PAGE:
Written by: Peter Harriman, Argus Leader
Churches in any town in South Dakota are ubiquitous. They are brick and clapboard monuments to fundamental aspects of the state's culture and society. They seem as common as corn and enduring as prairie sunsets.
But seven billboards posted this week are sending a jarring, countering message across South Dakota. Sponsored by the Coalition for Reason, the billboards in five cities in the state are prompting speculation into the state of religion here.
Written across an eye-catching photo of the earth from space, the signs are inscribed "Don't believe in God? Join the club!"
They've had an immediate, dramatic effect on recruitment for the Siouxland Freethinkers, a self-described community of atheists, agnostics, humanists and skeptics in this area, and a member of the Coalition for Reason.
"We have gained 20 members online just today. They're curious about our group, what we do, when can they come to something," Amanda Novotny, president of the group, said Tuesday.
The billboards might have tapped into a wellspring of latent atheism and agnosticism. Still, they have not yet drawn everyone's notice. Jerry Klein, spokesman for the Catholic Diocese of Sioux Falls, and Seth Sundstrom, head pastor for The Crossing church in Sioux Falls, say neither shock, outrage nor curiosity about the billboards has swept through congregations yet.
"I've not heard anything," Sundstrom said.
Some people have been affected by the message, though.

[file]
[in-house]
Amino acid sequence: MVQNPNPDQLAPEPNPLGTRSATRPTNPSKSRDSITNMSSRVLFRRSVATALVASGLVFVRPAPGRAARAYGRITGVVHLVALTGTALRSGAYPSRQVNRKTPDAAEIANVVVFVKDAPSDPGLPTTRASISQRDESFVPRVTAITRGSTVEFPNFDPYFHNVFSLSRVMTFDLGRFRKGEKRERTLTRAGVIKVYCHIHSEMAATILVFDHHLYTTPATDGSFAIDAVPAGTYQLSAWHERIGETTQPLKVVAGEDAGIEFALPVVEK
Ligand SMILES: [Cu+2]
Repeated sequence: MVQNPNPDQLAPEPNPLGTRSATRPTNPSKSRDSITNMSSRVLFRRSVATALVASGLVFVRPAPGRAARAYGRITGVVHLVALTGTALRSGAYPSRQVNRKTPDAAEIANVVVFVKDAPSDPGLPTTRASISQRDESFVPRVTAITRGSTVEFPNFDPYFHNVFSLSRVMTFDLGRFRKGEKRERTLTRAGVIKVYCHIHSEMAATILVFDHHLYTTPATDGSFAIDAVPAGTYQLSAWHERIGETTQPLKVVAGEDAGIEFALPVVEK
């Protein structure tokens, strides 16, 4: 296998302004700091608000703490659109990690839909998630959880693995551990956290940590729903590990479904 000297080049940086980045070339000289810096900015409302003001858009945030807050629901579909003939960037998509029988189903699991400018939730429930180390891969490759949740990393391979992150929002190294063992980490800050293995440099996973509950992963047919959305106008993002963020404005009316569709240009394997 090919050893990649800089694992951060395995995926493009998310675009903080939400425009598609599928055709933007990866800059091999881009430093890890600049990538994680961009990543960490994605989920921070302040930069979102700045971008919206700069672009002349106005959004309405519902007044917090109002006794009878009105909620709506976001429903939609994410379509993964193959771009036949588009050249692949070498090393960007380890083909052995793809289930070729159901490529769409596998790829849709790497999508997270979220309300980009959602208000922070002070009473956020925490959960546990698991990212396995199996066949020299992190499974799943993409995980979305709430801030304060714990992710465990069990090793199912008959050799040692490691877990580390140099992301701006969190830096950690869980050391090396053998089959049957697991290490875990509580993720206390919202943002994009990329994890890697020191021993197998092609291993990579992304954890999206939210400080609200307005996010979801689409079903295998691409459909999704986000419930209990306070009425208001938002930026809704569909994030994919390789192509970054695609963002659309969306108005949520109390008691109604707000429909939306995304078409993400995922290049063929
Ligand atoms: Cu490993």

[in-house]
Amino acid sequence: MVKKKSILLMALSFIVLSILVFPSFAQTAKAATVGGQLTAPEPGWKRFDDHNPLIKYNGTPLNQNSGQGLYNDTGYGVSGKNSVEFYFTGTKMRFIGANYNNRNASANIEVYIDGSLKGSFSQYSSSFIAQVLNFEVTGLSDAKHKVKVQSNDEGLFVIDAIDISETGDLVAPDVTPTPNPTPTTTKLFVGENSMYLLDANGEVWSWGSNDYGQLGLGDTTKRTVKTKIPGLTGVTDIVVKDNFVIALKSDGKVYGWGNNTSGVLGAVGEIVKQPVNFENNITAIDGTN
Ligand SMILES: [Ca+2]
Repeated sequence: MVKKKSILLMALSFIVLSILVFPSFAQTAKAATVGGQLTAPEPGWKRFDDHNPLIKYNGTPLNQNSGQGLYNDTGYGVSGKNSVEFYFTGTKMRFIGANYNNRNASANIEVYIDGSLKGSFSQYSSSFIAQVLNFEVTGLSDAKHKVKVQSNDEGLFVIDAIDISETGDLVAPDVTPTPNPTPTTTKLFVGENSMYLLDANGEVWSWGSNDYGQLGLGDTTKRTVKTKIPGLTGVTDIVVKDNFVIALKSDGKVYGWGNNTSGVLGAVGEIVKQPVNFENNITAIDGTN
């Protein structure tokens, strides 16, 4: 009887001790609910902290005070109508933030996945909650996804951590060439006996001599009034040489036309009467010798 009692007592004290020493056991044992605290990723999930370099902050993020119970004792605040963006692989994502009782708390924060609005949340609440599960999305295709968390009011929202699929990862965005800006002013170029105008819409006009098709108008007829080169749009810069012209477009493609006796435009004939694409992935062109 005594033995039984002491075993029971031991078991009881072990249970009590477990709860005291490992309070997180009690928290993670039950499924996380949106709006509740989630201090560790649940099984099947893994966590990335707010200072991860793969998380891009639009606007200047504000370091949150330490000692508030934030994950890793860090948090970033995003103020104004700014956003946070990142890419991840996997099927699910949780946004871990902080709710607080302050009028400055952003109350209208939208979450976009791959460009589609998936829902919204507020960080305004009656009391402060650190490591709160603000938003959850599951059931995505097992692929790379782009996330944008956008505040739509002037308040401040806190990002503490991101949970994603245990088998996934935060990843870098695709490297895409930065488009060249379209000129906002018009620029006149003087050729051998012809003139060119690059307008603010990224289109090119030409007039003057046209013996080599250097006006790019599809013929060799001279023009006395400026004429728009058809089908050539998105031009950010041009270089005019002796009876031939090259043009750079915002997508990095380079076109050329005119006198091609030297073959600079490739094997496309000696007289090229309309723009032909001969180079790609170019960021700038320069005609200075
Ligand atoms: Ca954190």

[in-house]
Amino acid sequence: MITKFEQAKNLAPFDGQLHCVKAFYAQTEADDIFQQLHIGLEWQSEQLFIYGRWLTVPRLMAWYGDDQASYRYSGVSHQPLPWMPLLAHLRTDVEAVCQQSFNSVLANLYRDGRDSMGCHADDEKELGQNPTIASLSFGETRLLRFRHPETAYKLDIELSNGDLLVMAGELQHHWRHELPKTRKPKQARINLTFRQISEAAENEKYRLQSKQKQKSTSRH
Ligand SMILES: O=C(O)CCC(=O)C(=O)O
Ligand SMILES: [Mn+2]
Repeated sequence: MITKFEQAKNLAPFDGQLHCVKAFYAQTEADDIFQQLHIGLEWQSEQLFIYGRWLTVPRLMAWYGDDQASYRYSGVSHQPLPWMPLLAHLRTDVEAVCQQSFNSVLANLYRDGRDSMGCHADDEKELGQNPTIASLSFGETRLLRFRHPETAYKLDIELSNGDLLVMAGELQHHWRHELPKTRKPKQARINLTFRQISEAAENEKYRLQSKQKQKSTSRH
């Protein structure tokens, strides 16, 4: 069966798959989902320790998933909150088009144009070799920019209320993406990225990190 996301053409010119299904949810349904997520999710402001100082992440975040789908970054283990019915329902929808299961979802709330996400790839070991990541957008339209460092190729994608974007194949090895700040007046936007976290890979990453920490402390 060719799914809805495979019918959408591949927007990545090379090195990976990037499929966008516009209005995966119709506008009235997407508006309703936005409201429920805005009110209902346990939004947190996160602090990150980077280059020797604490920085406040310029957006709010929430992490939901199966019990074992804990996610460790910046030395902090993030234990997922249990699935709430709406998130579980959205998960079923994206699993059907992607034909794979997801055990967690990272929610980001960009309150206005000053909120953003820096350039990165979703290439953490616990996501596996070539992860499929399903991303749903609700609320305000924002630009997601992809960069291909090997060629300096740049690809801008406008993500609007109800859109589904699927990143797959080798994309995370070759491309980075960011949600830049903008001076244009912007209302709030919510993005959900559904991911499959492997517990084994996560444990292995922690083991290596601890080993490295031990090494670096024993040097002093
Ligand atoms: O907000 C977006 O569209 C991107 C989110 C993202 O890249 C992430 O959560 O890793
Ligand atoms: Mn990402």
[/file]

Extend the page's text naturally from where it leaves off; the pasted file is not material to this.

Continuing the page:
"It's heartbreaking to see that, just because that would be a really empty philosophy to live by," said Jeremy Brown, of Sioux Falls.
The Pew Research Center this year released a study that finds 20 percent of adults in the U.S., including one-third of those aged 18 to 30, have no religious affiliation. The figure climbed sharply from 2002, when the number without religious affiliation was 14 percent. A study from the 1990s found it at only 7 percent.
There is an important distinction, however, between people who have turned their back on organized religion and those who have gone on to declare there is no deity. Only 12 percent of the religiously unaffiliated are avowed atheists, according to Pew data; 16 percent are agnostic, and the rest say they just have no particular religion.
"Nationwide, the trend I see and read about and encounter in my students is more people are serious about religious observance but are offended by religions' narrowness," said Richard Swanson, Augustana College religion professor. He cites examples of friends and students who were used badly by religion in the past, including being condemned by their own religious communities.
Christina Hitchcock, associate professor of practical theology at the University of Sioux Falls, said her students fall generally into two camps. "Lots of students are raised in Christian families," she says, and they come to college with their support for the values they learned still intact.
And those values historically were of enormous importance, Swanson points out. Among Christians, Jews and Muslims who came to South Dakota in the 19th century and early 20th century, he says, "religious observance goes back to traditions that kept our ancestors alive when they settled on the prairie."